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UFC Jacksonville, The Morning After: How many wonky cards can one bad judge deliver?

Here’s what you may have missed!

UFC Fight Night: Emmers v Jenkins Photo by Josh Hedges/Zuffa LLC

UFC Jacksonville, which took place last night (Sat., June 24, 2023) inside VyStar Veterans Memorial Arena, was not an event where the judging overshadowed the card. After all, Ilia Topuria didn’t leave a whole lot of room for interpretation in the main event, and the entire rest of the main card ended before the final bell.

Kai Kara-France vs. Amir Albazi it was not.

Yet, a significant player from that robbery was active last night, and his long-standing streak of handing in absolutely bizarre scorecards continued unabated. Indeed, Chris Lee was back in action, once again standing apart from his peers and common sense alike from the undercard to the main event.

Let’s start at the top.

Topuria beat up Josh Emmett for the majority of five rounds, landing a whole lot of shots and a pair of knockdowns in the fourth round. Lee didn’t award Emmett the nod on his card — wouldn’t that have been hilarious? — but he did hand in a fairly bizarre 10-7 round that resulted in a 50-42 scorecard.

It’s not egregious on its own, but it’s a bad read. Not one of the 21 media sources listed on scored the fight so severely. Most settled on 50-44, which is what fellow controversial judge, Sal D’Amato, entered on his card.

Those two will pair up in nefarious fashion momentarily, but first, Lee was the “split” in “split-decision” in the “Prelims” headliner between Neil Magny and Phil Rowe. It was a classic Neil Magny vs. prospect fight. Rowe started well with some good lands, started tiring under the weight of Magny’s clinch and activity, then slowly lost control of the fight.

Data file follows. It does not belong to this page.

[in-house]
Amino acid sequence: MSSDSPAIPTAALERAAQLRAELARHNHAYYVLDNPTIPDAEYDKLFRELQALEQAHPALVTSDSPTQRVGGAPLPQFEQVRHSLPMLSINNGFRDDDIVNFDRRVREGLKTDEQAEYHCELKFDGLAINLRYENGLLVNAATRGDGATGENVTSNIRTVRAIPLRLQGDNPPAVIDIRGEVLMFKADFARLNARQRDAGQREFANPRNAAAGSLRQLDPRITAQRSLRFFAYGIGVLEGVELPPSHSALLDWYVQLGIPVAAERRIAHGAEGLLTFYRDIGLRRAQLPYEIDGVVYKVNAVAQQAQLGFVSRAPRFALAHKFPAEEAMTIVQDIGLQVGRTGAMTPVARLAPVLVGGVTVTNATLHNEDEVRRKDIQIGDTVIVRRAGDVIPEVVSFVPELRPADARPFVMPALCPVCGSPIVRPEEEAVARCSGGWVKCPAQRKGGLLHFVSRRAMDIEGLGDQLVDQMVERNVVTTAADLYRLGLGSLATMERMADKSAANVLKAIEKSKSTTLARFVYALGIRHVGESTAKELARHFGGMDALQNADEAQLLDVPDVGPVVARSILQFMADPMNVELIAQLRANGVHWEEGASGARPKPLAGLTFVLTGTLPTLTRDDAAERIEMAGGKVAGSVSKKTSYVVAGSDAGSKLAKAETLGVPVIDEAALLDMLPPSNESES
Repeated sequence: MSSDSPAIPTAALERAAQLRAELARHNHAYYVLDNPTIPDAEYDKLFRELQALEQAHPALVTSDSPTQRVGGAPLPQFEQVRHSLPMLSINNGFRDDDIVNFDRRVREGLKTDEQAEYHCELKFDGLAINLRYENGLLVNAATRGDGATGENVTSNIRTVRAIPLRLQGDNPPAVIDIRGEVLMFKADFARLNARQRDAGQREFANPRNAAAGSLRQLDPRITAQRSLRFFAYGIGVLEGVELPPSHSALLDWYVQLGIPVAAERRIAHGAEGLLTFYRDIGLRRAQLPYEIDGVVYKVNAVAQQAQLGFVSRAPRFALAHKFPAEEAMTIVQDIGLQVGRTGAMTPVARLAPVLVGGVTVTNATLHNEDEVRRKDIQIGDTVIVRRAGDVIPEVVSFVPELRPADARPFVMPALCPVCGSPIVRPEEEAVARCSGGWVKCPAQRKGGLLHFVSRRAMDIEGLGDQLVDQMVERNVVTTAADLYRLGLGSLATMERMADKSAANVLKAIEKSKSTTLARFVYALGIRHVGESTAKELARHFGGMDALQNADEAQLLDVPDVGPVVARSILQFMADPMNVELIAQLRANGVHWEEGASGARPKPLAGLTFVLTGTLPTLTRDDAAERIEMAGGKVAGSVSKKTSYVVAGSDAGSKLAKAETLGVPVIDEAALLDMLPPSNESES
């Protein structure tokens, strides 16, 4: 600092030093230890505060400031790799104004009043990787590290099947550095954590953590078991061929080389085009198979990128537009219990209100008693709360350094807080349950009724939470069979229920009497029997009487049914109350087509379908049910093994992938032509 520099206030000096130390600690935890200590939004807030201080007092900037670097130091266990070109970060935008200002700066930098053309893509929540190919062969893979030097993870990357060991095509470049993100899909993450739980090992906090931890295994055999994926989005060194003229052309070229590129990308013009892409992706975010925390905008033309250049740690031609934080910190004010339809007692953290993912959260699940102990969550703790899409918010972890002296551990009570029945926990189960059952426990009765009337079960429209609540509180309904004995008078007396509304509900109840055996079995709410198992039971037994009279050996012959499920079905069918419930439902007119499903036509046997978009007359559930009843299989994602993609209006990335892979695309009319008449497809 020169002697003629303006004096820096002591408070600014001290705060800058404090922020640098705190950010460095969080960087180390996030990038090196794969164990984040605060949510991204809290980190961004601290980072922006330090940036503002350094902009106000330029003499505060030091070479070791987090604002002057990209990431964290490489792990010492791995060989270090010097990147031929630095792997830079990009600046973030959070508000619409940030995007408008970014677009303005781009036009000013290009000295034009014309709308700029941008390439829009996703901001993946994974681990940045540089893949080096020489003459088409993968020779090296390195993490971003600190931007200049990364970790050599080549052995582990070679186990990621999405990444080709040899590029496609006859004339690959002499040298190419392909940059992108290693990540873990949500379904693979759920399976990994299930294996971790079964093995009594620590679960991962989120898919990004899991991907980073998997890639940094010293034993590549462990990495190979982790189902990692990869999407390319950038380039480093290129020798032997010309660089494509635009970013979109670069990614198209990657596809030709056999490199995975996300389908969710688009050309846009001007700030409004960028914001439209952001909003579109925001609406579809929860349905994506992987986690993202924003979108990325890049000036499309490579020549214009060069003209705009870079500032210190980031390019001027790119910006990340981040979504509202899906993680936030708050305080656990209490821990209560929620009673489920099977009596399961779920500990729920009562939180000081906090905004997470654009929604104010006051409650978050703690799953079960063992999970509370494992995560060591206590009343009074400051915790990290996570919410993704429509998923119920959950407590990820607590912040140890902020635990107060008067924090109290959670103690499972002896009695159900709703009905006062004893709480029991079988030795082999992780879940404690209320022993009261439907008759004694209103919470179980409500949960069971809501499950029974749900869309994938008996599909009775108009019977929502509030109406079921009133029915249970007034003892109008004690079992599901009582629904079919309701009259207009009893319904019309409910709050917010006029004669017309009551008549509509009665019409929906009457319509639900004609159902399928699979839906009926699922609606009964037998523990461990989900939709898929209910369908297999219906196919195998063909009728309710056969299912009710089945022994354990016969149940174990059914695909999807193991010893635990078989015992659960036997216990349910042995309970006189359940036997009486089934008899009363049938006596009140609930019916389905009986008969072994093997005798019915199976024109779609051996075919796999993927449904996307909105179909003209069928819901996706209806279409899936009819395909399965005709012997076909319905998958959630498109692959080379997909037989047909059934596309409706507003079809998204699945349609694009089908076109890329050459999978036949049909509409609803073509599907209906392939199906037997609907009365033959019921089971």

Is there a better gatekeeper than Magny in any weight class? He’s turned away more would-be ranked fighters than anyone I can think of. Anyway, Magny did enough to win the fight on two of the three judges’ scorecards, as well as 10 of the 13 media scores.

Lee, meanwhile, dissented. Once more, it’s neither an indefensible position nor a good scorecard.

The worst example here came on the early undercard, when talented Bantamweight prospects Jamall Emmers and Jack Jenkins threw down for three rounds. The stats are nearly even in terms of total shots landed, but Emmers seemed to consistently land harder and racked up a significant amount of control time.

Lee and D’Amato scored the fight for his opponent. Judge Troy Wincapaw went the other direction hard, scoring all three rounds for Jenkins. The media was more unanimous: all 10 scorecards submitted had Emmers as the victory, and half of those gave him all three rounds.

In fact, 85 percent of fan votes backed “Pretty Boy” as well.

A fight should be allowed to be close-but-clear, but that’s not the case. Any fighter who doesn’t outright dominate their opponent continues to risk losing half their paycheck ... and there’s no sign of it changing any time soon.

You get what you pay for.

For complete UFC Jacksonville: “Emmett vs. Topuria” results and play-by-play, click HERE.

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